Welcome back! Hope everybody in the Caniac Nation and beyond had lots of good food and quality family time over the holiday. I am sorry for not getting in a recap of last week, but considering my mother’s birthday is the 23rd and my father’s the 24th in addition to the holiday, Thanksgiving week is always a hectic time for me. So, this week we get a double-edition which will include a recap of the highlights of last week followed very soon by the most recent week’s analysis as well.


Charlotte Checkers week of 11/19 – 11/25

Game 1 – Belleville Senators (Ottawa affiliate)

The Checkers’ first game back on home ice after a six-game road trip was not pretty. It started off well enough, with Valentin Zykov banging in a goal on the powerplay from right in front of the net. Bean was atop the umbrella (powerplay formation with a single defenseman/player atop the zone and two flanking forwards in shooting positions near the tops of the circles, a la Ovechkin, Laine, Faulk back when he was scoring on the PP constantly, etc.), and had a nice shot fake to get the defense committing before sliding a pass to his right to Kuokkanen. Kuokkanen one-timed a shot-pass to Zykov, who was able to quickly corral and finish the rebound past Belleville goalie Filip Gustavsson. That was pretty much the last highlight for the rest of the game, as Belleville rolled to five straight goals from that point forward. The Checkers were thoroughly outplayed, and coach Mike Vellucci was adamant after the game that Alex Nedeljkovic (22 saves on 27 shots) was not at fault whatsoever. The Belleville goals were scored as follows:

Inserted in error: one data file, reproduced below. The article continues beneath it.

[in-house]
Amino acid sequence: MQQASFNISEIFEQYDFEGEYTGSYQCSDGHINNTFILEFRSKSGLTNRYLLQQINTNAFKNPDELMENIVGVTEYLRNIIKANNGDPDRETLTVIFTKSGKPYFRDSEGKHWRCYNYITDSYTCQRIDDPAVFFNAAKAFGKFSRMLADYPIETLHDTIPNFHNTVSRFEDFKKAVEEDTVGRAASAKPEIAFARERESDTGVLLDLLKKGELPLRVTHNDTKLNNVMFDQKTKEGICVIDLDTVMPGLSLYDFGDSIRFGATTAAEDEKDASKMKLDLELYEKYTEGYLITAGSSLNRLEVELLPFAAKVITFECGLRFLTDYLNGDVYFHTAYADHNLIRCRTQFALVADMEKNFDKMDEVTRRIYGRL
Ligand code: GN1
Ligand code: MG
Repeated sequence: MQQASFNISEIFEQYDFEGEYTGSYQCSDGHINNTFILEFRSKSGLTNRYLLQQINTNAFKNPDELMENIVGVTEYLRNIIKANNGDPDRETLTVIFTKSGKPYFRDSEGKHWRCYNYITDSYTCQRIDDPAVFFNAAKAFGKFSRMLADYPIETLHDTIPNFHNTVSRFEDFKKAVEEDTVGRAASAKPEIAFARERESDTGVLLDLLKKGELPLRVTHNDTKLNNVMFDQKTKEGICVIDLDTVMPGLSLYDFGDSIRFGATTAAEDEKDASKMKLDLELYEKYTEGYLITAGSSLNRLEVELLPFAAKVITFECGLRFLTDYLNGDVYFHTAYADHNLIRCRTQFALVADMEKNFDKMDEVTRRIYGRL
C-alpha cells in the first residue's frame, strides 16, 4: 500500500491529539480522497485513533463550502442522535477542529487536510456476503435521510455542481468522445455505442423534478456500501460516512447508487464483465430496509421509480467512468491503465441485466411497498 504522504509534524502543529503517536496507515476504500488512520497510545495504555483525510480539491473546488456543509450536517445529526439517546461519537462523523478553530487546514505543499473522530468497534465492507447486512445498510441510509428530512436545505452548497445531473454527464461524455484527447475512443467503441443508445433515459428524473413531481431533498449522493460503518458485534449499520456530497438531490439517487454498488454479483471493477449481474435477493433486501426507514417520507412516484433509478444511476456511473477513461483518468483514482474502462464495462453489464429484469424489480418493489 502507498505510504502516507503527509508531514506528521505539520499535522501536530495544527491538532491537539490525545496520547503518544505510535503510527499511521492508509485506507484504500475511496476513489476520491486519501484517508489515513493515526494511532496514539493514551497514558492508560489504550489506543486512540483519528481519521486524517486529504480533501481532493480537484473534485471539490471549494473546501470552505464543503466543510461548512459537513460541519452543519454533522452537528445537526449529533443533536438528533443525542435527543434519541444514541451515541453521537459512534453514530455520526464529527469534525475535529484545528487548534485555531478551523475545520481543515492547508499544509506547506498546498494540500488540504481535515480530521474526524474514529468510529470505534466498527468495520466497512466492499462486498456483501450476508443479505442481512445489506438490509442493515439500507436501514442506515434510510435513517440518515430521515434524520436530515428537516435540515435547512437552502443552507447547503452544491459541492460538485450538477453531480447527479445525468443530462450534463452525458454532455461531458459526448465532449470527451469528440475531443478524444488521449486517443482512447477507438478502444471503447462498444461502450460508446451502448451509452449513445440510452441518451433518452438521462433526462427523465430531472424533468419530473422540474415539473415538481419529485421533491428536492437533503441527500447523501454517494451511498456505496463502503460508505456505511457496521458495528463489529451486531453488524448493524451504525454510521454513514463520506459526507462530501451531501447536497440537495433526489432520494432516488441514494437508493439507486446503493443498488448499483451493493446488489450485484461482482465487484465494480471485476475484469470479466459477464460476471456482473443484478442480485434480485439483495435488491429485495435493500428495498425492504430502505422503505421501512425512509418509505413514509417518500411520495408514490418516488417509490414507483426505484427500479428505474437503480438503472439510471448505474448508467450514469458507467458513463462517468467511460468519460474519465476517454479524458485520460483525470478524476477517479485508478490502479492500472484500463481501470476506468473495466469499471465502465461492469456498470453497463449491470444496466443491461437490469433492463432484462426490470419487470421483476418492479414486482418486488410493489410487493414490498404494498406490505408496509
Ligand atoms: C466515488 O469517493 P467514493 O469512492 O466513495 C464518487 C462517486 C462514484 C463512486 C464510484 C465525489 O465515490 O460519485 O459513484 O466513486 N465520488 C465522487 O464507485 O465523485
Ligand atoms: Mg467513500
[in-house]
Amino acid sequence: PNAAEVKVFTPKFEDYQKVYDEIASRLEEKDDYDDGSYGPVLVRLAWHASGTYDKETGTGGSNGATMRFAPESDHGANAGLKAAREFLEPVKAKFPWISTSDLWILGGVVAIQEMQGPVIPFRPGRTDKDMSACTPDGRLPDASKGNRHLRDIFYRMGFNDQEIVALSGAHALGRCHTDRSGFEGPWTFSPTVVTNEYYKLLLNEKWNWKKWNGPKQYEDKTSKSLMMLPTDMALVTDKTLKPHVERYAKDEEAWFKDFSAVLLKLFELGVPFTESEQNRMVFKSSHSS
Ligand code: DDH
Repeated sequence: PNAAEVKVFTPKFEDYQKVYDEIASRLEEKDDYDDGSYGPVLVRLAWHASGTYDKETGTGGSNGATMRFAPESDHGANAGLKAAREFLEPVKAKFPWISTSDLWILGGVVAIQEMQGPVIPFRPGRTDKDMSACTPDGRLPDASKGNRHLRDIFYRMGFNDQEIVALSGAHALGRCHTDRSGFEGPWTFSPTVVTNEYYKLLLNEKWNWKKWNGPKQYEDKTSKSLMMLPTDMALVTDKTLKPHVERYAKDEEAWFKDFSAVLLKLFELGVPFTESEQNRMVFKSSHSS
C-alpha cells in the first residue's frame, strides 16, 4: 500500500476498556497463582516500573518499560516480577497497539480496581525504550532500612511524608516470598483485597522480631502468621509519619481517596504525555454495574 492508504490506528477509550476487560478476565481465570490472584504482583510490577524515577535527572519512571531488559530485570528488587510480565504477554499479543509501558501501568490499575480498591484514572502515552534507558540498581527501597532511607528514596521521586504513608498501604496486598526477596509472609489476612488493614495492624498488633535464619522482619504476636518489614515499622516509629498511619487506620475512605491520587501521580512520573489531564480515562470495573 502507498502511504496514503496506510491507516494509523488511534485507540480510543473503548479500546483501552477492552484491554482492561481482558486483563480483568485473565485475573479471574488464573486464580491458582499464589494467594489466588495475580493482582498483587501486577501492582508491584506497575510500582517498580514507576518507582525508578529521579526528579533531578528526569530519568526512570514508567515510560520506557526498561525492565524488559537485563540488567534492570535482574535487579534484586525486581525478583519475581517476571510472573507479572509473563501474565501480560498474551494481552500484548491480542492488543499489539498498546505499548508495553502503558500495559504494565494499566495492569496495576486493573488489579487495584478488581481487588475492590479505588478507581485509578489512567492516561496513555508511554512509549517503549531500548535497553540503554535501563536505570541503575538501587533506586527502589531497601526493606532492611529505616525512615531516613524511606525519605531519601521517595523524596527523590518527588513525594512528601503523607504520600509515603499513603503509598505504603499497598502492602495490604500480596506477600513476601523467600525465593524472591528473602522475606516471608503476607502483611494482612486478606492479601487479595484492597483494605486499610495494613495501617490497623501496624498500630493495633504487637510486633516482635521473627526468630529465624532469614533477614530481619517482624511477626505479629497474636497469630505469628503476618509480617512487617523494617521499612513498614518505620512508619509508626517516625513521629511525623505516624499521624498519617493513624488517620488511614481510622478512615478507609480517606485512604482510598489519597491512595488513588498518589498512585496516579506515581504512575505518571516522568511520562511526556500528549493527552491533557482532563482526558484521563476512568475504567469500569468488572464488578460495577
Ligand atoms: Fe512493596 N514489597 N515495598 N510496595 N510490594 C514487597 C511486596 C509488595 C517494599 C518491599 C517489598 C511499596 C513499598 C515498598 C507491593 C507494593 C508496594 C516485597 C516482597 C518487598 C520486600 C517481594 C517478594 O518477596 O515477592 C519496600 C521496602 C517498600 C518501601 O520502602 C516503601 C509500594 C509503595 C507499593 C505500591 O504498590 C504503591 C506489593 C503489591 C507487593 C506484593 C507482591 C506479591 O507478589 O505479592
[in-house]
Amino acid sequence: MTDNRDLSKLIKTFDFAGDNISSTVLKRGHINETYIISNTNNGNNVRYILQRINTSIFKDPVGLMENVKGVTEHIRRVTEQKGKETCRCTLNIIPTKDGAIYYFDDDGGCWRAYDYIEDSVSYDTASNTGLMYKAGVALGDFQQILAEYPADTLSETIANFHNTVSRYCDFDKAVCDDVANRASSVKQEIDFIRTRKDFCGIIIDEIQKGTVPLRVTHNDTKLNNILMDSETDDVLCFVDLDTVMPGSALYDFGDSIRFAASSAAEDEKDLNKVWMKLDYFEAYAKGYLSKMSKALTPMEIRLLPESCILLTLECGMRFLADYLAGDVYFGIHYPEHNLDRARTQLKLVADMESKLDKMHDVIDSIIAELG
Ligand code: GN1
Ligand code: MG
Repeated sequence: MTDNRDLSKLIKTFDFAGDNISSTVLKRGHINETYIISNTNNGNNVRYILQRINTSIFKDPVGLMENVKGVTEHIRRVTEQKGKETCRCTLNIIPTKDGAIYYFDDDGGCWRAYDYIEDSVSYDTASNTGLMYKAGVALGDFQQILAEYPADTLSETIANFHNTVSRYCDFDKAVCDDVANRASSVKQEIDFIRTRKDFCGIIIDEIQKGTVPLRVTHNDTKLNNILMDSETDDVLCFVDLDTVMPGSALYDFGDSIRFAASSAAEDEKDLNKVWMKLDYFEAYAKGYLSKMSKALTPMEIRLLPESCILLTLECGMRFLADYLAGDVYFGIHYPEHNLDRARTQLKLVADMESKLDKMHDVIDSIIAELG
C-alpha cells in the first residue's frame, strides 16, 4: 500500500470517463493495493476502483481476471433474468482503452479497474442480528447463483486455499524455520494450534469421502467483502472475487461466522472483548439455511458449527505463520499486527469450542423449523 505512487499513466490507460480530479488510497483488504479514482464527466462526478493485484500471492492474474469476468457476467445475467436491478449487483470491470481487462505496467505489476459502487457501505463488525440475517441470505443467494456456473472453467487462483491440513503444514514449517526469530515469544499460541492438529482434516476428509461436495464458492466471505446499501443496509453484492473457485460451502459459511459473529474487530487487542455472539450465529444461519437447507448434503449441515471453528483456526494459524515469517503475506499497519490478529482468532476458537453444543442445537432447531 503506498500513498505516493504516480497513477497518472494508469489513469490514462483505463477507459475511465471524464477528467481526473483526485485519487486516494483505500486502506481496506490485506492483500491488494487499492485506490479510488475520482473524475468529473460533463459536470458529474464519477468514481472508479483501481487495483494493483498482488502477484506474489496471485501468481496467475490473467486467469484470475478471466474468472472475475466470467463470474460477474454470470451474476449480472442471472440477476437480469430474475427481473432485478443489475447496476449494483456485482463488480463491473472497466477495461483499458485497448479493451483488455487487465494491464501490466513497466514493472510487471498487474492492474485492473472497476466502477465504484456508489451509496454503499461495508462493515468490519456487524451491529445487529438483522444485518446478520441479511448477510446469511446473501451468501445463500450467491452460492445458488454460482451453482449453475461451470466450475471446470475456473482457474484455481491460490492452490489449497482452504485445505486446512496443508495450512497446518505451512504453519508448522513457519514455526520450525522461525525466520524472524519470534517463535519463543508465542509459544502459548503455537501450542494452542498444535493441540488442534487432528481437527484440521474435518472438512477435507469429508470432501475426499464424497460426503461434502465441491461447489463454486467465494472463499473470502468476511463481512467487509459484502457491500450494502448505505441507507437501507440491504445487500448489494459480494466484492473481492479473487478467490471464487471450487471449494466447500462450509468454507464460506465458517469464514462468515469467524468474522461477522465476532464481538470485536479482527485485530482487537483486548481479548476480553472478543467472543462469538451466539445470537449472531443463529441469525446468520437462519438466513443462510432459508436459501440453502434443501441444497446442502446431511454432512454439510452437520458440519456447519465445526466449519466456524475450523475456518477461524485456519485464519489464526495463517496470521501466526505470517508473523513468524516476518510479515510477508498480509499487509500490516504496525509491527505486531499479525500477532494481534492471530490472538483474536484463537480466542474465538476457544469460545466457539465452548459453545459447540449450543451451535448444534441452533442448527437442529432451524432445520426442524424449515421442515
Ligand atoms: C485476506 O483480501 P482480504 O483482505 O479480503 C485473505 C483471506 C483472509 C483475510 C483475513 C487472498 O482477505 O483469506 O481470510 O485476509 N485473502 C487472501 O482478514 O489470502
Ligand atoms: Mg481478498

• Rebound that I thought Ned got to but somehow slid under him
  • Defensive breakdown by Renouf and Necas that led to a partial breakaway from off the half-wall
  • Bean turnover exiting the zone that led to a 3-on-1 and tic-tac-toe backdoor goal
  • Partial breakaway goal on a snipe under the arm (only one Ned probably had a good chance on. Can’t leave holes like this in the NHL, just ask your new goaltending partner)
  • Turnover by Bean to a wide-open player alone in front of the net.

Ned actually made quite a few solid saves, but I don’t think anybody was stopping all five of those. He was pulled after the final goal in favor of Callum Booth with about 11 minutes left, who did not face a shot in that time frame. Not much good to take from this game at all, as the home team only managed 20 shots and was sloppy all night long.


Game 2 – Belleville Senators